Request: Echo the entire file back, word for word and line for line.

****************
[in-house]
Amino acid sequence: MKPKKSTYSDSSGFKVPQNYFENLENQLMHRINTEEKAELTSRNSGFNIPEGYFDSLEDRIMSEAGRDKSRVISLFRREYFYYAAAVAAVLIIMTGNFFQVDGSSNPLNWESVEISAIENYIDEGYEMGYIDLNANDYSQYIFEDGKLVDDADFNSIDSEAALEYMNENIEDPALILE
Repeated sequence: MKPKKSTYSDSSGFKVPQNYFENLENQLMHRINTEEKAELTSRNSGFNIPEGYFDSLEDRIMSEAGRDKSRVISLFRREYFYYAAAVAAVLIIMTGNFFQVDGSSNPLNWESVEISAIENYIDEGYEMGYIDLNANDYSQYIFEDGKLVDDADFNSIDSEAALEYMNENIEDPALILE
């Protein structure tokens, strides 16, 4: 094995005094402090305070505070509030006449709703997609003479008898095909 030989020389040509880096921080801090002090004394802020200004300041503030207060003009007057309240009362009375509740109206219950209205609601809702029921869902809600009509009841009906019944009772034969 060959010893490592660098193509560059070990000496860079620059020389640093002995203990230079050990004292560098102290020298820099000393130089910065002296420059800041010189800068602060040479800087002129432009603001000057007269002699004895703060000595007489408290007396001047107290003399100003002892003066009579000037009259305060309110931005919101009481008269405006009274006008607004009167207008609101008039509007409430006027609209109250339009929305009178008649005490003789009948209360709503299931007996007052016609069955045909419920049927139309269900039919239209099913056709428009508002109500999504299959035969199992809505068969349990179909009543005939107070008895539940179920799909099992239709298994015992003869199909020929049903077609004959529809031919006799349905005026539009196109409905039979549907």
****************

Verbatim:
[in-house]
Amino acid sequence: MKPKKSTYSDSSGFKVPQNYFENLENQLMHRINTEEKAELTSRNSGFNIPEGYFDSLEDRIMSEAGRDKSRVISLFRREYFYYAAAVAAVLIIMTGNFFQVDGSSNPLNWESVEISAIENYIDEGYEMGYIDLNANDYSQYIFEDGKLVDDADFNSIDSEAALEYMNENIEDPALILE
Repeated sequence: MKPKKSTYSDSSGFKVPQNYFENLENQLMHRINTEEKAELTSRNSGFNIPEGYFDSLEDRIMSEAGRDKSRVISLFRREYFYYAAAVAAVLIIMTGNFFQVDGSSNPLNWESVEISAIENYIDEGYEMGYIDLNANDYSQYIFEDGKLVDDADFNSIDSEAALEYMNENIEDPALILE
């Protein structure tokens, strides 16, 4: 094995005094402090305070505070509030006449709703997609003479008898095909 030989020389040509880096921080801090002090004394802020200004300041503030207060003009007057309240009362009375509740109206219950209205609601809702029921869902809600009509009841009906019944009772034969 060959010893490592660098193509560059070990000496860079620059020389640093002995203990230079050990004292560098102290020298820099000393130089910065002296420059800041010189800068602060040479800087002129432009603001000057007269002699004895703060000595007489408290007396001047107290003399100003002892003066009579000037009259305060309110931005919101009481008269405006009274006008607004009167207008609101008039509007409430006027609209109250339009929305009178008649005490003789009948209360709503299931007996007052016609069955045909419920049927139309269900039919239209099913056709428009508002109500999504299959035969199992809505068969349990179909009543005939107070008895539940179920799909099992239709298994015992003869199909020929049903077609004959529809031919006799349905005026539009196109409905039979549907």